Posted by: jt | February 1, 2008

i’d like to teach the world to sing

Yowzah. This situation just makes me sad. I feel like the people involved in this interaction are well-intentioned and want to have an important dialogue, but honestly don’t have the tools to do it. Because of that, people are getting hurt.

One of the most valuable skills I think I have is the ability to fight with people. Maybe it’s because I grew up in a house with two sisters. Maybe it’s because my mom and I have always been pretty straight with each other. Maybe it’s the therapy and figuring out how to get past a lifetime of rejection and anger. Maybe it’s my Anne Frankian belief that people are really good at heart.

Whatever it is, I know how to fight.

People get hurt. It’s inevitable. We misinterpret. We don’t misinterpret. We say things we don’t mean. We say things we wish we didn’t mean. When you’re hurting, the gloves come off and somehow everything feels like it’s fair game. The impulse to make the other person feel as torn apart as you do is stronger than the rational brain. We react. We attack. And we wound.

And then, hopefully, we retreat.

Retreat, recover and reframe.

The 3 Rs of fighting? The first two are, perhaps, fairly self-explanatory. They may take some time, but we all learn how to do them from a very early age. It’s that last one that’s particularly tough and some of us never pick up on its value. Reframing your position requires a change in thinking and acknowledging the possibility that the person who hurt you might have a valid perspective too. Doesn’t that suck.

When you come back to the table, the best way I know to reframe things is to focus on what you understand. Don’t try to put words in the other person’s mouth. Language like, “you said” or “you think” or “you want” only serves to put people on the defensive. The intention might be to work things out, but the words are still building walls. If we can reframe our argument to what it is that “I feel like” or “I understand this as” or “I heard,” it automatically diffuses some of the frustration. Only you know what you feel and what you understand and by explaining that, you open the door for the other person to do the same. If we can reach the point where we stop assuming that we know what the other person means, there’s a chance we might actually find out what it is.

Touchy? Feely? Pop psychology? Again, you were warned.

And, yeah, we also have to apologize.

Much is made over the content of apologies and how it’s entirely possible to “apologize” without actually doing so. Here’s the thing – if you’re not ready to own your mistakes, don’t do it. We’re all savvy enough to cut through the bullshit and if you’re incapable of taking responsibility for hurting the other person – without placing any blame on them – your apology is likely to make things worse instead of better.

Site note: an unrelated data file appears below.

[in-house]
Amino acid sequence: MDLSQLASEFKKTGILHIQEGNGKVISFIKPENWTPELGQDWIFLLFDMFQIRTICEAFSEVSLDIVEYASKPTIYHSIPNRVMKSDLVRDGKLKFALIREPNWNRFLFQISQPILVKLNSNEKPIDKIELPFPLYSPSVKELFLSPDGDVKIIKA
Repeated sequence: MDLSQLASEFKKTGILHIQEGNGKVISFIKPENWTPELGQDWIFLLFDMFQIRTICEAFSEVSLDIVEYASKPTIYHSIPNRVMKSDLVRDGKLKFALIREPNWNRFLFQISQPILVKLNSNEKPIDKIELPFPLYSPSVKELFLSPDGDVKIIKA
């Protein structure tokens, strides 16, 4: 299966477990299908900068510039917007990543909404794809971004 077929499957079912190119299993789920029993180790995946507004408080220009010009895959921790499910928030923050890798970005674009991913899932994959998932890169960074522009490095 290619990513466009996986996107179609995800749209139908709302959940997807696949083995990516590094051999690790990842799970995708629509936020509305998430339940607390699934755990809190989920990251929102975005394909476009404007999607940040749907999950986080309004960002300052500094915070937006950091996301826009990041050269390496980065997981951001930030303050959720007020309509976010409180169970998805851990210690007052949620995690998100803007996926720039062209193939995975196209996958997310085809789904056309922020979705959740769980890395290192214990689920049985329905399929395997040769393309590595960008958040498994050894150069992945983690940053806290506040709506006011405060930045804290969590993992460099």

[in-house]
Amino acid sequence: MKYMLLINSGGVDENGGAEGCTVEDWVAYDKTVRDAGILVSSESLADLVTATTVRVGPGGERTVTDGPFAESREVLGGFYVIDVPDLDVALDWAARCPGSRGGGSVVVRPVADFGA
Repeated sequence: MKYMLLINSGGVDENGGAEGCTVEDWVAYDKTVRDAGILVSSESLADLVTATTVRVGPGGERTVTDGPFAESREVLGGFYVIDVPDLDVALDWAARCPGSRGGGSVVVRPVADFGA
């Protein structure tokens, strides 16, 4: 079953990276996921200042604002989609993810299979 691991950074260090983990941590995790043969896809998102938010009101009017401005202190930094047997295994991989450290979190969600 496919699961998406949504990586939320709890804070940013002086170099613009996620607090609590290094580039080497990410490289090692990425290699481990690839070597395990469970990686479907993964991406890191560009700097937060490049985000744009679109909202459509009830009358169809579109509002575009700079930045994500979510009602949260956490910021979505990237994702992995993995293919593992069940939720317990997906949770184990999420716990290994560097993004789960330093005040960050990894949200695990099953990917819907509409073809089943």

Some helpful tips:

  • Rationalizing your behavior sounds like an excuse. There are always reasons for our actions and knowing them might help you to come to terms with your transgressions, but it doesn’t change the fact that you hurt the other person. When you rationalize and try to explain your behavior, you minimize the other person’s pain. Don’t do it.
  • Apologizing that something “happened” or for events isn’t an actual apology; it’s deflecting your responsibility. I have a letter from 2001 that includes the line, “I am in fact truly sorry that events took me the way they did.” Nope. Not an apology. Sure, the events sucked. The words and actions that caused those events, they sucked a lot more. Too bad. I know that letter was a big step; just not big enough.
  • Couching your words in therapy-speak or saying what you know you need to say doesn’t cut it. You have to actually mean your apology. You have to take responsibility for your actions. Period, end.

We throw around the phrase, “I’m sorry,” with tremendous ease in our culture, usually when we have nothing to be sorry for. We’re sorry someone is sick. We’re sorry they lost their job. We’re sorry their aunt died. It’s easy to be sorry for things you didn’t do. It’s way harder to fully own when – intentionally or not – you’ve fucked something up.

Everybody fights a different way but the only time I’ve seen honest healing and reparative measures is when both parties – both parties – can come back to the table, drop what they thought they knew about a situation and be open to the possibility that everybody got it wrong.

It only really works when both sides play by the same rules, which means, healing isn’t always going to happen. Common ground isn’t always found. But it’s worth it when it is.

I might edit this post later, but I wanted to get it up as soon as I could. Edits will be notated.



  1. Warning, you’ve been bookmarked in and thus, will show up as a link on my blog at around 7pm tonight! So I hope you’ve grown up sufficiently to deal w/ a link showing up. ;0

  2. ^

    She linked herself when she commented last night. :)

    But I can’t even make a comment about growing up and/or putting oneself out there, when all of my good stuff is behind a lock. :)

  3. Also, my open-mouthed wink was supposed to be a smiley-wink.

  4. What, no winking blowjobs? ;^)

  5. […] i’d like to teach the world to sing « abundance of absurdities “It’s easy to be sorry for things you didn’t do. It’s way harder to fully own when – intentionally or not – you’ve fucked something up.” (tags: arguing important communication) […]

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